Existence as we know it has now been altered irrevocably: Dweezil and Moon Unit Zappa are starring in a sitcom, and it's not bad. Really.
Normal Life is standard sitcom in structure: a mom and dad (Laverne & Shirley's Cindy Williams, Barney Miller's Max Gail) and their three children (Dweezil, Moon, and 13-year-old Josh Williams), living in Southern California suburbia. Mom and Dad grin and make silly mistakes, the kids taunt and tease, and there's even a goofball next-door neighbor (dependable character actor Jim Staahl, who takes a great pratfall and looks like George Bush these days).
Sounds dumb, doesn't it? But it's not, because of the show's various subtexts. For instance, the very title of the show suggests that you'll find the words ''normal life'' and ''Dweezil and Moon'' mutually exclusive that you'll tune in just to see what kinds of freaky kids that freaky old rock star Frank Zappa brought into this world. But as he has spent the past decade striving to prove, old Frank isn't a freak at all, and he has raised a pair of decidedly unfreaky (if a tad more reflexively ironic than normal) children.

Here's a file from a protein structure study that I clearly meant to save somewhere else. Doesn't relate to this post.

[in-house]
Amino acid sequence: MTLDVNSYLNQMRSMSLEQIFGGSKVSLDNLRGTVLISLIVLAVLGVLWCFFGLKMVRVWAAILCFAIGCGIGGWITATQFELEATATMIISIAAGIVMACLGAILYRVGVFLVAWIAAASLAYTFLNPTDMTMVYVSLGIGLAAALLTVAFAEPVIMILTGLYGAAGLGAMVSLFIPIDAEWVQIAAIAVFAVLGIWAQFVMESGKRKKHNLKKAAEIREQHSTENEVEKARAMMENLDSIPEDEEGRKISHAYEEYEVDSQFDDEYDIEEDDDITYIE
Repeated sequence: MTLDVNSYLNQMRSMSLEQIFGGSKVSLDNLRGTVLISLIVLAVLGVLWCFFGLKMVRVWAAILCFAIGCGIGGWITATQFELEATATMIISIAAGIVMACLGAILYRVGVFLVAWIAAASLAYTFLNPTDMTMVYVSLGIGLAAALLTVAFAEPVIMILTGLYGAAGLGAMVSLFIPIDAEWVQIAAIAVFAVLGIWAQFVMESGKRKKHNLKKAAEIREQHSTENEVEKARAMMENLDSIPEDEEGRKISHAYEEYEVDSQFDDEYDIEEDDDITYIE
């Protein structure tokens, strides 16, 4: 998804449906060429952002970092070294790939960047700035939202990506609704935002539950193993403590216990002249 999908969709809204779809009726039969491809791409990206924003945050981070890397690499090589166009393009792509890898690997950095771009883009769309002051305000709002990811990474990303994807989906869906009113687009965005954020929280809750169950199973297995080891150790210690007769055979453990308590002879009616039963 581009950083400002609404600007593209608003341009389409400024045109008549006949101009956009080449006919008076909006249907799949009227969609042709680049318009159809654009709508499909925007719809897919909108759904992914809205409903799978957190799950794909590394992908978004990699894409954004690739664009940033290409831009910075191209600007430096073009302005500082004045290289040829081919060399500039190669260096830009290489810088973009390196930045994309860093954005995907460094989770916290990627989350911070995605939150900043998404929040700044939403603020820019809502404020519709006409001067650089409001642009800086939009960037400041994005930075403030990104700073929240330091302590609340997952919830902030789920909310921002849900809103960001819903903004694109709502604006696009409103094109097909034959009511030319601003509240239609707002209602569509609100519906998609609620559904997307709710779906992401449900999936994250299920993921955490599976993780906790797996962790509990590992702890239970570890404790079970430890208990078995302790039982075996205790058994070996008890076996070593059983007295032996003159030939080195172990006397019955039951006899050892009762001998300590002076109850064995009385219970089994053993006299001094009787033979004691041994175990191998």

In real life, Dweezil is a would-be rock star who plays Eddie Van Halen-ish guitar; in Normal Life, Dweezil is Jake, a would-be rock star who plays Eddie Van Halen-ish guitar.
In real life, Moon Unit was the voice of the Valley Girl in her daddy's only top 10 hit, ''Valley Girl.'' In Normal Life, her grating whine of a voice is certainly Valley-ish, but Moon's also a better actor than her brother, and seems very clever. Her chief drawback: She wears at least four bad, loud hats per episode.
So far, Max Gail (portraying a playwright!) is just a big, genial cipher, but it is glowingly clear that Cindy Williams remains the skilled, loony, underrated comedian she has been since Laverne & Shirley.
This series is like a looser, goosier version of Family Ties. In fact, Gail, now bearded and extra burly, looks an awful lot like Family Ties creator Gary David Goldberg. Yet another example of the way Normal Life mixes up real life and sitcom life. B-